In this section, the role of WRF in degrading various pollutants emanating from different industrial setups will be discussed.

3.6.1. Phenolic Compounds

Phenolic compounds are common pollutants in industrial wastewater originating from various industries, including textile, pulp and paper, and petrochemical [61]. Typical phenolic compounds are cresols, phenols, and chlorophenols, all of which can be easily degraded by WRF’s extracellular enzymes. These lignin enzymes produce reactive radicals that, in turn, oxidize and degrade phenolic compounds of various types into less toxic and simpler substances, or these enzymes can even mineralize these compounds into CO2 and water [62]

3.6.2. Dyes and Textile Wastewater

The textile industry is rapidly growing worldwide. The industry generates large amounts of wastewater containing many synthetic dyes, mostly recalcitrant and toxic [63]. Common dyes in textile industry wastewater are Azo dyes, anthraquinone, and triphenylmethane dyes, which can be easily degraded by WRF’s extracellular enzymes, especially MnP and laccase [46]. In some cases, redox mediators can augment the enzymatic oxidation of dyes, resulting in quicker and more effective decolorization [64]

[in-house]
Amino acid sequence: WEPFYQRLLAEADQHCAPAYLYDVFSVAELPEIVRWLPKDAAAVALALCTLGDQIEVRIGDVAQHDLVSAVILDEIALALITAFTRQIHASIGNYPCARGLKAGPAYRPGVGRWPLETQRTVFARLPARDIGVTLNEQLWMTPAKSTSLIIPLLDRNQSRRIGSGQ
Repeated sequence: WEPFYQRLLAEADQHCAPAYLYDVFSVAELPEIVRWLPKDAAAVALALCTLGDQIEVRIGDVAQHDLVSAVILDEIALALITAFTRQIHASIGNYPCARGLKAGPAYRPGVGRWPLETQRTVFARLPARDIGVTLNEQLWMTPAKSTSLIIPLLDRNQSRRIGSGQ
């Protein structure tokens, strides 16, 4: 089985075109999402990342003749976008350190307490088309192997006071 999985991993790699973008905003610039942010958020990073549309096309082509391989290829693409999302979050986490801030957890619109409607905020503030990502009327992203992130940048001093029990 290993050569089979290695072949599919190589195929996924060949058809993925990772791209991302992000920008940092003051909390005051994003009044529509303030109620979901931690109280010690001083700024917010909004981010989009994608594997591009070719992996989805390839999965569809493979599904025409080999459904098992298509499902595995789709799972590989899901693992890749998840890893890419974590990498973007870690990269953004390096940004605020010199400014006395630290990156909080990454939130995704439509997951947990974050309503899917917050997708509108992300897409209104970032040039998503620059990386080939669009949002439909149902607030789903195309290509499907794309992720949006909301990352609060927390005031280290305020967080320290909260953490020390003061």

3.6.3. Pesticides and Agrochemicals

The foremost and major usage point of pesticides is the agricultural sector. These pesticides can contaminate waterbodies through surface water runoff or through percolation and leaching to underground water bodies [65]. The pesticides used in agricultural sectors are organochlorines, organophosphates, and carbamates. Most of the pesticides can easily be degraded by the WRF’s mechanism of extracellular enzyme production. These enzymes release reactive radicals that can cleave bonds present in pesticide molecules, thus transforming them into non-toxic or less toxic byproducts [66].

3.6.4. Pharmaceuticals and Personal Care Products

Due to their persistence in the environment and association with ecotoxicological impacts, Pharmaceuticals and Personal Care Products (PPCPs) have recently emerged as notable pollutants in industrial wastewater requiring immediate attention [67]. The most common PPCPs include, but are not limited to, antibiotics, hormones, and anti-inflammatory drugs. All these PPCPs can be degraded by WRF-produced extracellular lignin-degrading enzymes, coupled with the enhancement of the degradation efficiency by the induction of redox mediators [29]

3.6.5. Heavy Metals